Some of the reasons clinical trials with IV-tPA excluded older patients included impaired rate of tPA clearance, increased rate of cardioembolic strokes, and the presence of amyloid angiopathy that could increase the rate of SICH [6
]. Mortality rates and the proportion of moderate or severe functional impairment after an acute ischaemic stroke are higher in the elderly [12
]. In general, the series of patients older than 80 years treated with IV-tPA have had increased mortality, and the proportion of patients with good functional outcome was smaller in comparison with younger patients [6
]. Furthermore, Sarikaya et al. [27
] have suggested less favourable outcomes in nonagenarians as compared with octogenarians after IV-tPA. However, very recently, the Safe Implementation of Treatment in Stroke-International Stroke Thrombolysis Register (SITS-ISTR) has provided the largest amount of data on the safety and outcome in thrombolysis in patients >80 years of age. This group concluded that these patients had a similar rate of SICH, and the higher mortality and the poorer functional outcomes were consistent with the overall worse prognosis seen in the natural history of this age group; therefore, patients in this age group are appropriate candidates for thrombolysis [25
]. Moreover, this group performed an adjusted controlled comparison of outcomes between stroke patients who underwent thrombolysis through the SITS-ISTR, with untreated stroke patients from neuroprotection trials held within the Virtual International Stroke Trials Archive (VISTA). Although increasing age is associated with a poorer outcome, the association between thrombolysis treatment and improved outcome is maintained in very old patients [25
]. Mateen et al. [26
] compared the outcomes of thrombolysis in octogenarians and nonagenarians and found that there were no significant differences in functional outcome or rate of SICH.
Our analysis of prospectively collected data indicates that a small cohort of very old patients were treated using thrombolysis (7% of all patients treated). One possible explanation is that our registry started in 2004, when information about IV-tPA in old patients was scarce. The majority (78.3%) of older patients were treated in the last two years of the registry. Alshekhlee et al. [23
] also found very low rates of thrombolysis among very old patients and a trend of increasing IV-tPA use in this age segment over the recent years.
Our results show that a large proportion of OO patients treated with IV-tPA were functionally independent at 90 days (40.2%), although this figure was significantly higher in the group of patients <85 years (58.7%). Furthermore, the mortality rate was higher in the elderly group (28%). As we can see in our multivariable analysis, the worse functional recovery can be explained by confounding factors, whereas mortality was worse in the OO, despite adjustment. We feel that this fact is due the expected major fragility of this age group. Pneumonia was the most common cause of death in the OO group. The rate of SICH in both groups was similar. We did not find any significant differences in the times of management of the stroke inside the hospital, and only stroke-onset-to-door time was significantly longer when compared to the total group of the registry.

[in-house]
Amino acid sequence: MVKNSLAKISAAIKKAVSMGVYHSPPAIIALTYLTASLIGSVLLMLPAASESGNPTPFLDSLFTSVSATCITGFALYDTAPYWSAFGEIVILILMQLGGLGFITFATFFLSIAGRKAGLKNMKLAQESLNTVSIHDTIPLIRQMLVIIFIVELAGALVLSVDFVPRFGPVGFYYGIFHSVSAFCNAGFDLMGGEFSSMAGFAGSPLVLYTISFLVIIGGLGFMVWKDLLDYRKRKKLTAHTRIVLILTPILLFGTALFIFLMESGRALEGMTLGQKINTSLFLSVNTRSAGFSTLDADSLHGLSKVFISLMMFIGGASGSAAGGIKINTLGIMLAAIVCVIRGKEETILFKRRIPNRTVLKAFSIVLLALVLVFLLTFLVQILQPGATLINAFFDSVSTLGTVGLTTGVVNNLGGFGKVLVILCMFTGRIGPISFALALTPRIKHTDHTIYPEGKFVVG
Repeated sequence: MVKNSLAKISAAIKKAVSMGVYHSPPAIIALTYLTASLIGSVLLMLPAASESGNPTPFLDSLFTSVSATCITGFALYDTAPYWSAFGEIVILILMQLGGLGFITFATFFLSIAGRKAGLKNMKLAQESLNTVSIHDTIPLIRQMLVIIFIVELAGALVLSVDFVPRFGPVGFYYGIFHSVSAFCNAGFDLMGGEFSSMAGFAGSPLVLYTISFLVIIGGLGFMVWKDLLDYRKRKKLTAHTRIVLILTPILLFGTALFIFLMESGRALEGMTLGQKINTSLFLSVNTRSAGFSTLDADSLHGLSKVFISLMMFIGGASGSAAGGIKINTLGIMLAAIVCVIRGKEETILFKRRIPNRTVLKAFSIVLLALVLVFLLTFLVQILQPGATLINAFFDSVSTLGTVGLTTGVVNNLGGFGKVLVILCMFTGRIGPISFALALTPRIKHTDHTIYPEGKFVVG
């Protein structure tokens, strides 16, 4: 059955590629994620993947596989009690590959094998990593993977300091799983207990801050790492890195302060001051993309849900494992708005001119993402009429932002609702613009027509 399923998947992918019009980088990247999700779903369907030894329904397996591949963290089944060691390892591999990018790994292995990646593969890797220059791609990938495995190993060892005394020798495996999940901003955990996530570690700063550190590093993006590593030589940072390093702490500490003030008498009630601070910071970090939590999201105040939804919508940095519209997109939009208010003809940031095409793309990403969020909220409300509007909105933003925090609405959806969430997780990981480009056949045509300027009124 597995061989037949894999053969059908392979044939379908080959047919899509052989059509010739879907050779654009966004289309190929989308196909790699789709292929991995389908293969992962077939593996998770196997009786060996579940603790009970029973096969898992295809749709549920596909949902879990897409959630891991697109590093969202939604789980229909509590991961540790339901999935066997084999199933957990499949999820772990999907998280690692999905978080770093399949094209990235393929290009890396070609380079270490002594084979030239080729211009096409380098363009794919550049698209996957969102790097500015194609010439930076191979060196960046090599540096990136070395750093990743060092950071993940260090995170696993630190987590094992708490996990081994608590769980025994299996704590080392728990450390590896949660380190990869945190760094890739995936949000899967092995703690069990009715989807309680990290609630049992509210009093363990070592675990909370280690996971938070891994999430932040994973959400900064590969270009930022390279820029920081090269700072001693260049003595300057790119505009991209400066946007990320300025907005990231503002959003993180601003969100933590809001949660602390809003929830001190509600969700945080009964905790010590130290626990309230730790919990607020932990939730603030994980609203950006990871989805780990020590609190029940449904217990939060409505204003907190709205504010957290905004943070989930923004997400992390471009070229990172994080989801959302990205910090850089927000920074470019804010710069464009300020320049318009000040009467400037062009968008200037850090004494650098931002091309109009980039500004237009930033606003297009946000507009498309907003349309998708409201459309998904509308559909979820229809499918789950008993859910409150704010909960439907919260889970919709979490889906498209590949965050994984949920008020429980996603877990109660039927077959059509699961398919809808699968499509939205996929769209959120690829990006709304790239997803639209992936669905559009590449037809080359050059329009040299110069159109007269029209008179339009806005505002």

This study has several limitations. First, it reports the results of a small cohort of very old patients, and the cohort was compared with a more numerous cohort of patients < 85 years old. Second, the study is a post hoc analysis of a registry, and selection bias is an important limitation to the data set. The decision to administer IV-tPA was made by multiple different treating neurologists, and some factors, not limited to age and prior functional status, could bias treating very old patients with IV-tPA. Finally, the main limitation of the study is the lack of a concurrent untreated control group.
This study supports the use of thrombolytic treatment for very old patients, with safety results similar to younger patients. Although OO patients may have a higher mortality at three months, they still do better than those who do not receive IV-tPA.
As evidence of safety of thrombolysis in very old is increasing, more elderly patients are now treated with IV-tPA. However, reliable evidence on the risk-benefit balance of intravenous thrombolysis in this age group can only be evaluated using randomised controlled thrombolysis trials, such as the ongoing Third International Stroke Trial or the Thrombolysis in Elderly Stroke Patients [35